Old Fool’s Blog – Churchbells and choking…


New Year in our Spanish Village

Our village is so tiny that there is only a handful of permanent residents. Uncle Felix, a retired goatherd who shares his cottage with his beloved mule and two chickens. Ancient Marcia who runs a shop selling sweets, beer and cigarettes and very little else. Geronimo, a gentle, football-mad kind of village policeman who enjoys his beer perhaps a little too much. And us.

 

Well, New Year’s Eve was interesting. The village was filled with people enjoying the holiday and getting away from their city lives. The Spanish have this tradition where you are expected to swallow one grape every time the clock strikes at the midnight hour. Each chime, and grape eaten, will bring luck in the coming twelve months of the year. So Joe and I walked down to the church at midnight as usual, clutching our twelve (seedless) grapes.

If you’ve read ‘Chickens’, you’ll know our church clock is rather erratic. It usually chimes twice, so at midnight it’ll chime 24 times. Sometimes it doesn’t chime at all. At midnight, Marcia, Uncle Felix, Geronimo, all the villagers, Joe and myself waited with baited breath, grapes poised.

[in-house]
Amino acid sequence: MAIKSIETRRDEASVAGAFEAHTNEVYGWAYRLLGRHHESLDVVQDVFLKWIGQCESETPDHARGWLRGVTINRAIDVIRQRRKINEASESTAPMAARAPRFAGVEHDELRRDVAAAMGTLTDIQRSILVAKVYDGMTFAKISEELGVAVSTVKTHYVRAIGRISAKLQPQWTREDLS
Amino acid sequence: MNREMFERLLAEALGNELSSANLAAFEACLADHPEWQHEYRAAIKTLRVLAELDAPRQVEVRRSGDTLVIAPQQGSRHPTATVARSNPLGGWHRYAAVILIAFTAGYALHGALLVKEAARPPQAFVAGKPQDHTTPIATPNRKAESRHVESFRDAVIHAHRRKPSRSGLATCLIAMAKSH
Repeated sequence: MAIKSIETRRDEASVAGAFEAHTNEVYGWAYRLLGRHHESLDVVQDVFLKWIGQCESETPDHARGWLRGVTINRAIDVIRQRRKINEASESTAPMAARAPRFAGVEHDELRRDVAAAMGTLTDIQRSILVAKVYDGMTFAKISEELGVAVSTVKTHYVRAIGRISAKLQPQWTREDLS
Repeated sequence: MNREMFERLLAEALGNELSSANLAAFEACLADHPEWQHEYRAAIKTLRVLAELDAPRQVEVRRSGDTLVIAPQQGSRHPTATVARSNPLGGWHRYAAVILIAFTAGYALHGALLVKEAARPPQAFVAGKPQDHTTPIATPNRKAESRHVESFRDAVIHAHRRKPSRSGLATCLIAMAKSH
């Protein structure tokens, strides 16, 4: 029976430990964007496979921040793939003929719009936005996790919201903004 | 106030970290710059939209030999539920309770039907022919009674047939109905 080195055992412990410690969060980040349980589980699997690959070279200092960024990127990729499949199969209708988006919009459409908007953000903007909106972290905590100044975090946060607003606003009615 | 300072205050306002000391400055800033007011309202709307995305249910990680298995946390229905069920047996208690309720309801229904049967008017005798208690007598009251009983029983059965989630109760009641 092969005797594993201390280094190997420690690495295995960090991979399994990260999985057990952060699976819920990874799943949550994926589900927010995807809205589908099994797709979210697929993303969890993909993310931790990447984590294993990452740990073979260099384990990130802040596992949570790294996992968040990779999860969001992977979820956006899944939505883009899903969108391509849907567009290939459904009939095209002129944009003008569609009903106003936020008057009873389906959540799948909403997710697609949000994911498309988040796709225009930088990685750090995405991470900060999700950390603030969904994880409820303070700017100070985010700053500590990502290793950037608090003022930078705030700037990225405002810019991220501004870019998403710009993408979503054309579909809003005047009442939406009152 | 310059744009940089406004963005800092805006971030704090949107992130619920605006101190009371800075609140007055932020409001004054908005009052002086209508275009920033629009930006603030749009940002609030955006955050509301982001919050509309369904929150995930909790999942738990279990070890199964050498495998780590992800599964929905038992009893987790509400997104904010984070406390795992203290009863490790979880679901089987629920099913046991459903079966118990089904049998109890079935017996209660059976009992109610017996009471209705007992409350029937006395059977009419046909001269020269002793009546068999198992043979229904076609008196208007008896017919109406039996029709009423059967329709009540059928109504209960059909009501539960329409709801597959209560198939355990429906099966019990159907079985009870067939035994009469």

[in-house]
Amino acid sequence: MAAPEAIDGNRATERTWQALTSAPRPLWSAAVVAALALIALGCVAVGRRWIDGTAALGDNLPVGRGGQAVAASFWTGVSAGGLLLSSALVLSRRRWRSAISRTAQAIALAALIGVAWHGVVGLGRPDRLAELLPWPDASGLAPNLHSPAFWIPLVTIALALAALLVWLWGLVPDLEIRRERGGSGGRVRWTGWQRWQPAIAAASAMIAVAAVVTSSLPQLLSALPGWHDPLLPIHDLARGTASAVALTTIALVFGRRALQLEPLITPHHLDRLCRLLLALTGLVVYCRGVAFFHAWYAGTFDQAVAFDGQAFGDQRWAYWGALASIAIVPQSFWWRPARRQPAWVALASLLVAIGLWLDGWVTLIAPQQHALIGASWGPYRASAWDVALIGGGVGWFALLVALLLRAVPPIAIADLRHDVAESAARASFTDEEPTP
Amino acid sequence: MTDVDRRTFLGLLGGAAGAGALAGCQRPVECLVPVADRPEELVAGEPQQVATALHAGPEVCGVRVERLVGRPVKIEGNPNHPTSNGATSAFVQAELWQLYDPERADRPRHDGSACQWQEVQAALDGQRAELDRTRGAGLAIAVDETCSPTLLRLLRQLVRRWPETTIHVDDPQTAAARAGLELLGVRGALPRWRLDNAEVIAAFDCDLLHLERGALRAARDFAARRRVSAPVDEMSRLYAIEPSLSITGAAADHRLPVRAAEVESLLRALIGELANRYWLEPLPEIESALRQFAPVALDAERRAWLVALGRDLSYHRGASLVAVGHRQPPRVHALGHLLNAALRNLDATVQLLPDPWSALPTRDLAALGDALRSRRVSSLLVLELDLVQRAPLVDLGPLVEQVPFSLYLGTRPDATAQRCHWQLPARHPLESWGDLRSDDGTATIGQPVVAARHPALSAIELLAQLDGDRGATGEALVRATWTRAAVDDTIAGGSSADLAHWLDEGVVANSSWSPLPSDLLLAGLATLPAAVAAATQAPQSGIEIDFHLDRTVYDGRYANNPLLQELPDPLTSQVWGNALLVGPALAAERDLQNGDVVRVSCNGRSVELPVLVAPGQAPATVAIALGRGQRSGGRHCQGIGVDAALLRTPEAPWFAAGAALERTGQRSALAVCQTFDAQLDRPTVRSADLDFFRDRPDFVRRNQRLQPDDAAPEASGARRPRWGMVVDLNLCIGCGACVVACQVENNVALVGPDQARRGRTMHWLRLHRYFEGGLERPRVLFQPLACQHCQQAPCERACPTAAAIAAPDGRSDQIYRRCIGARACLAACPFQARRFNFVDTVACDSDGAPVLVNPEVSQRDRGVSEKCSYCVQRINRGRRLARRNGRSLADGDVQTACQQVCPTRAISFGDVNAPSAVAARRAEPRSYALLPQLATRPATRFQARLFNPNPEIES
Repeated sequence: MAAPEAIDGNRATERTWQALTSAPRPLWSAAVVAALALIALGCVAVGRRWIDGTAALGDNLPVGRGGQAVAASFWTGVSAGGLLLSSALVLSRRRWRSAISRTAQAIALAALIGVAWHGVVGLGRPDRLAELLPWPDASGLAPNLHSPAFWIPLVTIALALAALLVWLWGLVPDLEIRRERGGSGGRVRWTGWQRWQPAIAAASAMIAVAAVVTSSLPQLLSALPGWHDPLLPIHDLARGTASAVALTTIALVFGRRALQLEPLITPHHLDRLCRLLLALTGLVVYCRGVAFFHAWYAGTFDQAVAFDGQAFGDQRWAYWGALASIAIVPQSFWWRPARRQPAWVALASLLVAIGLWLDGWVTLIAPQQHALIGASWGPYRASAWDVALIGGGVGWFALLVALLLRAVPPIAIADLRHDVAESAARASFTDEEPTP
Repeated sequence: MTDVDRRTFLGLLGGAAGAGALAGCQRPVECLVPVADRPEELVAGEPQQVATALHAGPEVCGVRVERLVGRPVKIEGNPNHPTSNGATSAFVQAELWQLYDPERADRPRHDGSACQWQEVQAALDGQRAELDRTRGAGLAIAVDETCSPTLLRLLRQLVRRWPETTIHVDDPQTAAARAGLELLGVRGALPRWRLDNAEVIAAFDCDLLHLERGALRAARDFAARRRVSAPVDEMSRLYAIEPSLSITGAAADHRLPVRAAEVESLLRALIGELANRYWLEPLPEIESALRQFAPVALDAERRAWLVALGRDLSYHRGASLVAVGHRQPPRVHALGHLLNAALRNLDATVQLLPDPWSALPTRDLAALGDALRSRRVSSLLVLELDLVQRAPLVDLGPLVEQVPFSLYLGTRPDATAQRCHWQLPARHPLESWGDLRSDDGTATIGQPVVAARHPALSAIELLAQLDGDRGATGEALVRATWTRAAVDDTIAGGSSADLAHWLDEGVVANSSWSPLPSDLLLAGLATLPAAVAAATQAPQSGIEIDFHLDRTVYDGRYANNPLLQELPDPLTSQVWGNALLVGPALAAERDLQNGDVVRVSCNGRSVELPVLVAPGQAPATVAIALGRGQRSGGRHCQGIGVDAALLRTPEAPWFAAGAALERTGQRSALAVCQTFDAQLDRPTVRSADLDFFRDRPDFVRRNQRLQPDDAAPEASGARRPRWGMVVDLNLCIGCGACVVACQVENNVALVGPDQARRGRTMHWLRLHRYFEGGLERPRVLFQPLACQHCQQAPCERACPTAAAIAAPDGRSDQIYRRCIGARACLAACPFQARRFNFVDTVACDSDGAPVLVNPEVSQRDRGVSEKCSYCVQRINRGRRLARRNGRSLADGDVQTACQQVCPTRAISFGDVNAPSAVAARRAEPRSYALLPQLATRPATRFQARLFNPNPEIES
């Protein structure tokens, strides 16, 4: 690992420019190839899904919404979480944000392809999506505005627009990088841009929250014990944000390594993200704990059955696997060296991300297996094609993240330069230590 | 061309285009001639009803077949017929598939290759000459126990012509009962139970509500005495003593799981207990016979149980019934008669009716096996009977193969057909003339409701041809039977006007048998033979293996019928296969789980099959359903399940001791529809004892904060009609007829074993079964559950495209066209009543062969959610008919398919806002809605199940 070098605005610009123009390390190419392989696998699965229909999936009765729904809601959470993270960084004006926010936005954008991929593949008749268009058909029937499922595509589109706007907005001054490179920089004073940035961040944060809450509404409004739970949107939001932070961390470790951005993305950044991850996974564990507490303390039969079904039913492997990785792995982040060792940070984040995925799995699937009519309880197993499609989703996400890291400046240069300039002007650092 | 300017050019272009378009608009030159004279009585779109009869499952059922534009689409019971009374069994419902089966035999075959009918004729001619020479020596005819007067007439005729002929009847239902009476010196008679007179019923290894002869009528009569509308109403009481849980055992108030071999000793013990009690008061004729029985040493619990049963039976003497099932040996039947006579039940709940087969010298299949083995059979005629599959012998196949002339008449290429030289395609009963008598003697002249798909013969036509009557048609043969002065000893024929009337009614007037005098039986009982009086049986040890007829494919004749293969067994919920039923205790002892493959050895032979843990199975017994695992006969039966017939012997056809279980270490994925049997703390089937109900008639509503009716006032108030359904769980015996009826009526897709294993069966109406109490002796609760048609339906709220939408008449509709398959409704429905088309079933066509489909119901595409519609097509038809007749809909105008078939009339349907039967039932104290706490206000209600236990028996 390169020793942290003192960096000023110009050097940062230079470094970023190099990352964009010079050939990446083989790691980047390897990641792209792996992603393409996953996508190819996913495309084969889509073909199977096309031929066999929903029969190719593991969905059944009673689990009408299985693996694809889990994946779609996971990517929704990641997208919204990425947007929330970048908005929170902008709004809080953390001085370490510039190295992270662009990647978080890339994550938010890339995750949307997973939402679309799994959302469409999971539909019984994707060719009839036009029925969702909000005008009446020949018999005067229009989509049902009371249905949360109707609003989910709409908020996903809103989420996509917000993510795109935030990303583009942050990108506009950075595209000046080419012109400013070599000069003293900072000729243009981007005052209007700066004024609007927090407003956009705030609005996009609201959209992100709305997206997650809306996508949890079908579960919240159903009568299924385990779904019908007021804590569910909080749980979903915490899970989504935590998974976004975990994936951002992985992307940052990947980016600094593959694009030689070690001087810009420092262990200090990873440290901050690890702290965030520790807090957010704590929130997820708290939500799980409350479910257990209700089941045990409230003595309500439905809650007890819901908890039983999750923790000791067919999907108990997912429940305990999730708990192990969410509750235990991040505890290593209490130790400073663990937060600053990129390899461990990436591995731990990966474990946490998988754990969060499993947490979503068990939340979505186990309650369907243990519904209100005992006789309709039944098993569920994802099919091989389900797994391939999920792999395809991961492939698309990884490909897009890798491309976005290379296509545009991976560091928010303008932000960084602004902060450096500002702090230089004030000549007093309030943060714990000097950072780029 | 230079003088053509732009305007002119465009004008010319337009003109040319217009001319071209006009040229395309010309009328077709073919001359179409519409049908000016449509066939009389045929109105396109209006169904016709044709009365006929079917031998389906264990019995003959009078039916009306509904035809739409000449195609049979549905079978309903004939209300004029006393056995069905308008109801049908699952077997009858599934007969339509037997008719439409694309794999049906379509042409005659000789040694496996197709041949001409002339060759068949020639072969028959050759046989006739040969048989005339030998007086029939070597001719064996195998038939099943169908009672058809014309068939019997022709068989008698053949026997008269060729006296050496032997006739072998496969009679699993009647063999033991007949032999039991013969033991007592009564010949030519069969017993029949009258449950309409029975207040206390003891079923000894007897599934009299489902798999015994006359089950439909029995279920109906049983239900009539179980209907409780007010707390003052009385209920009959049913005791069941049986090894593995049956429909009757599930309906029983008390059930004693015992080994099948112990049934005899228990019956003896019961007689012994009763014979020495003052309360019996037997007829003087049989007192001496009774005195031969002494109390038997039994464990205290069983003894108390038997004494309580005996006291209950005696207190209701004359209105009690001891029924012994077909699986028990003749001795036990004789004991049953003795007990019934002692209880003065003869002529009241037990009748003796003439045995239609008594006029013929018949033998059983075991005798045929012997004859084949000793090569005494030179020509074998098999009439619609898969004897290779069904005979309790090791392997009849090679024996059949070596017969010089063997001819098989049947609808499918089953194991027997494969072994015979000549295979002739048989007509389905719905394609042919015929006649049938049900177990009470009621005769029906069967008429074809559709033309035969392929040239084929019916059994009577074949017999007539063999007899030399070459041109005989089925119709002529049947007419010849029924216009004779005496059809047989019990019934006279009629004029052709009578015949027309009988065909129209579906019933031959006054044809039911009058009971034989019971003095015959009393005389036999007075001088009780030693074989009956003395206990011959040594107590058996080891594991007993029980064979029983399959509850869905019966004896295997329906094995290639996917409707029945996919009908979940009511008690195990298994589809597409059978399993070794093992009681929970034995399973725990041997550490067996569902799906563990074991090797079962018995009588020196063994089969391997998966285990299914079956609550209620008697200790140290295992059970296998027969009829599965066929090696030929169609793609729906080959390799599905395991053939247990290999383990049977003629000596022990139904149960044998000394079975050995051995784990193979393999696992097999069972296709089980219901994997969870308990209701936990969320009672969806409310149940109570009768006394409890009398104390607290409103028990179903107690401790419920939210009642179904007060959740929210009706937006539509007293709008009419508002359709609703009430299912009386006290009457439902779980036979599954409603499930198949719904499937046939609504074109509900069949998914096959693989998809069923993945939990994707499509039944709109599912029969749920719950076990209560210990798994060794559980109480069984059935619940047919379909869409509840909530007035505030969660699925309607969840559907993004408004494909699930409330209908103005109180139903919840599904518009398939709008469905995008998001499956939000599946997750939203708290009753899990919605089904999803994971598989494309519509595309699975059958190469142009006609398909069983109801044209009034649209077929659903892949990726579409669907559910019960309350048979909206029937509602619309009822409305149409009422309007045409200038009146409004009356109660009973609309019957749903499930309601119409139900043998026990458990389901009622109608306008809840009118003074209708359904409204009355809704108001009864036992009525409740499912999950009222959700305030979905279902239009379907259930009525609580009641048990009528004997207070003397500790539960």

Nothing.

Geronimo was obviously expecting this hitch, so he began to climb up the rickety ladder to the church tower. We all watched, the village ladies ooohing and aahing as he climbed, Joe and I worrying about how much beer he had consumed earlier.new-year

Well, Geronimo had obviously done this many times before. When he reached the bell, he drew out a hammer from his back pocket. Twelve times he clanged the bell, so loudly that it reverberated round the valley, echoing as it bounced off the mountains. The grape ritual began. I choked on grape number 6 and had to be slapped on the back by Paco, our next door neighbour. Joe got off to a good start but only managed 10.

After the usual round of cheers, kisses, hugs and ‘Happy New Year!’ we wandered back home, Joe still complaining that Geronimo had rung the chimes too fast. Looking back over our shoulders, we could see Geronimo’s silhouette against the night sky, high up in the church tower, taking a hefty swig from his beer bottle.

And so began 2010.

One Young Fool in Dorset One Young Fool in South Africa